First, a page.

- Bluebird bio Inc. said Tuesday it expects to file three gene therapies for U.S. approval by 2019, setting down a marker for when the biotech hopes to transition into life as a commercial company.
- First up is bluebird's LentiGlobin candidate, which the company plans to submit for European approval in transfusion-dependent beta thalassemia this year. Filings for Lenti-D in cerebral adrenoleukodystrophy (CALD) and for the CAR-T candidate bb2121 in multiple myeloma are slated for 2019.
- While those dates are still some time away, bluebird CEO Nick Leschly isn't waiting to start addressing the difficult questions around price and value. "If you have a life-long value on a patient, you can't expect a payer to pay that all up front at one time," said Leschly. "How do we address that?"
This year bluebird bio secured a coveted slot presenting in the Grand Ballroom of the Westin St. Francis, where the J.P. Morgan Healthcare Conference is held each year.
Leschly used that stage and top billing to take an unorthodox tack to pitching a room full of high-powered investors and analysts. The CEO chose not to fill his presentation slides with colorful waterfall plots of patient responses to treatment or detailed financial models.
Eschewing a data-heavy approach, Leschly instead featured personal patient stories across each of the company's many therapeutic areas. Such a focus formed a bridge to broaching one of the most challenging topics for companies making strides in cell and gene therapy: what to charge.
Leschly laid out several of the key hurdles that impede easy solutions for how to appropriately pay for gene therapy, flagging Medicaid Best Price regulations and a mismatch between upfront payment and long-term value as particularly thorny roadblocks.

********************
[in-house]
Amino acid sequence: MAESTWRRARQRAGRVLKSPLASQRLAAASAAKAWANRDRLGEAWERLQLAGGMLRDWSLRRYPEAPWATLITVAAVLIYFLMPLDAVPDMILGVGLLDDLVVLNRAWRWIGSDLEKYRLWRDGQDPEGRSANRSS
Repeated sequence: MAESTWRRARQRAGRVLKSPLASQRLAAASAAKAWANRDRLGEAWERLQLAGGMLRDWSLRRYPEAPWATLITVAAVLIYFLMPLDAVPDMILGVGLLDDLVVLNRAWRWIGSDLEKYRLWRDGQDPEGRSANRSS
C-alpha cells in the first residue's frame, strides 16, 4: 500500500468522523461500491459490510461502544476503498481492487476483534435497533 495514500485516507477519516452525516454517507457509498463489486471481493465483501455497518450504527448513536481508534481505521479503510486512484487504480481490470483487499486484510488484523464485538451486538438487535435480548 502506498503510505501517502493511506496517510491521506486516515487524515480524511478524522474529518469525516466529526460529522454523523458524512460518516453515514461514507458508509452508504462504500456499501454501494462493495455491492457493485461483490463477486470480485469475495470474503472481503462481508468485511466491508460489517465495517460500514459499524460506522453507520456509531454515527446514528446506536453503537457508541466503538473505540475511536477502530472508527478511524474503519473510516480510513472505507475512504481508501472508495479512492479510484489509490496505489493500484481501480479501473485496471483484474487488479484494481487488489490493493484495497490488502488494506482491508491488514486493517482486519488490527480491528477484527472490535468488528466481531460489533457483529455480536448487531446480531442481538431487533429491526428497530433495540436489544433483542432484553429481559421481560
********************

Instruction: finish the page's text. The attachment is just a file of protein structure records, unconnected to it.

"If you want to get creative there [in pricing], you have got to take down some barriers," Leschly explained. "We want to recognize value over time. We want to share risk and we need the participants in the system to play ball with us on that."
A particular issue in the U.S. is the frequency at which individuals change insurance providers. Insurers which pay for a patient to receive a (potentially) near-curative gene therapy will want to ensure they are the beneficiary of that long-term value.
"If people are moving payers, how do we make sure — just like a preexisting condition moves with you — maybe a financial preexisting condition moves with you," Leschly mused. "But that's okay. Now you have allowed a payer to be willing to invest in these procedures because they are not worried about this amortization problem."
Bluebird has no illusions that some of these problems go beyond its ability as a public company to address. Many are embedded in the foundation of a healthcare system set up to pay for recurring treatments given for chronic disease — not a one-time lump sum for a cure.
Spark Therapeutics Inc. recently tested these waters, announcing it would charge $425,000 per eye for its groundbreaking gene therapy Luxturna (voretigene neparvovec). While the price may not have broken the $1 million mark, Luxturna is now easily one of the most expensive drugs available. At the same time, Spark unveiled arrangements with a regional insurer and the major pharmacy benefit manager Express Scripts to better align payment with value and to streamline billing.
That bluebird is thinking about these problems now is a positive sign. Such forethought should help the company down the road if all goes according to plan. But delivering a pricing strategy that pleases investors as much as it wins over payers remains a high bar to clear.